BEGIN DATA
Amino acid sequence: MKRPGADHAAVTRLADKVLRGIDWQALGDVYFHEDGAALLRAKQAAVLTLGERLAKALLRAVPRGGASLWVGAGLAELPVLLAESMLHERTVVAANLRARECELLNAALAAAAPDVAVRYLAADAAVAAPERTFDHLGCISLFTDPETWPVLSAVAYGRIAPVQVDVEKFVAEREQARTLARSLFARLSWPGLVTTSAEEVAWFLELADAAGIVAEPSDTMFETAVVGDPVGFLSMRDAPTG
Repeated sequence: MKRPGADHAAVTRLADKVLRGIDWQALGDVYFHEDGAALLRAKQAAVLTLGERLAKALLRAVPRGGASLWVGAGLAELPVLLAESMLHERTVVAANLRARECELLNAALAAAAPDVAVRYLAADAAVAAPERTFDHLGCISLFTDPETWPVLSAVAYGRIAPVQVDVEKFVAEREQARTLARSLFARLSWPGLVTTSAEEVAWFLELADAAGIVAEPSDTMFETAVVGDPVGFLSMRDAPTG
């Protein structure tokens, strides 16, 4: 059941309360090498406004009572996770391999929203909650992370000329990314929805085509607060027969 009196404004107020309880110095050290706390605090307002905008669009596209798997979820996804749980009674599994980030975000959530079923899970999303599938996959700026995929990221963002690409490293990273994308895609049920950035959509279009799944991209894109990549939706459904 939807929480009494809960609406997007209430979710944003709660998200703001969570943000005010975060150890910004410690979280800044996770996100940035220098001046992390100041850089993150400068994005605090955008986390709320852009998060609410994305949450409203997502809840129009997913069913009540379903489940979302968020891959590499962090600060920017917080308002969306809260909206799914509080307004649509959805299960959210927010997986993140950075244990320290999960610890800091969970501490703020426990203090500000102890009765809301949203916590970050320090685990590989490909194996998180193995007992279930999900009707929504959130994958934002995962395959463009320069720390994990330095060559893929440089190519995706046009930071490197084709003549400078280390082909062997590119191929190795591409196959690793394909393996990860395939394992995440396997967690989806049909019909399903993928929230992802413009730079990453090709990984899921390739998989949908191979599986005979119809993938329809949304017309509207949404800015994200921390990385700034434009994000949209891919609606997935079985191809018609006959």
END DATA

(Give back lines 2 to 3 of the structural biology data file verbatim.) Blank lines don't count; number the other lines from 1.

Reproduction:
Repeated sequence: MKRPGADHAAVTRLADKVLRGIDWQALGDVYFHEDGAALLRAKQAAVLTLGERLAKALLRAVPRGGASLWVGAGLAELPVLLAESMLHERTVVAANLRARECELLNAALAAAAPDVAVRYLAADAAVAAPERTFDHLGCISLFTDPETWPVLSAVAYGRIAPVQVDVEKFVAEREQARTLARSLFARLSWPGLVTTSAEEVAWFLELADAAGIVAEPSDTMFETAVVGDPVGFLSMRDAPTG
């Protein structure tokens, strides 16, 4: 059941309360090498406004009572996770391999929203909650992370000329990314929805085509607060027969 009196404004107020309880110095050290706390605090307002905008669009596209798997979820996804749980009674599994980030975000959530079923899970999303599938996959700026995929990221963002690409490293990273994308895609049920950035959509279009799944991209894109990549939706459904 939807929480009494809960609406997007209430979710944003709660998200703001969570943000005010975060150890910004410690979280800044996770996100940035220098001046992390100041850089993150400068994005605090955008986390709320852009998060609410994305949450409203997502809840129009997913069913009540379903489940979302968020891959590499962090600060920017917080308002969306809260909206799914509080307004649509959805299960959210927010997986993140950075244990320290999960610890800091969970501490703020426990203090500000102890009765809301949203916590970050320090685990590989490909194996998180193995007992279930999900009707929504959130994958934002995962395959463009320069720390994990330095060559893929440089190519995706046009930071490197084709003549400078280390082909062997590119191929190795591409196959690793394909393996990860395939394992995440396997967690989806049909019909399903993928929230992802413009730079990453090709990984899921390739998989949908191979599986005979119809993938329809949304017309509207949404800015994200921390990385700034434009994000949209891919609606997935079985191809018609006959």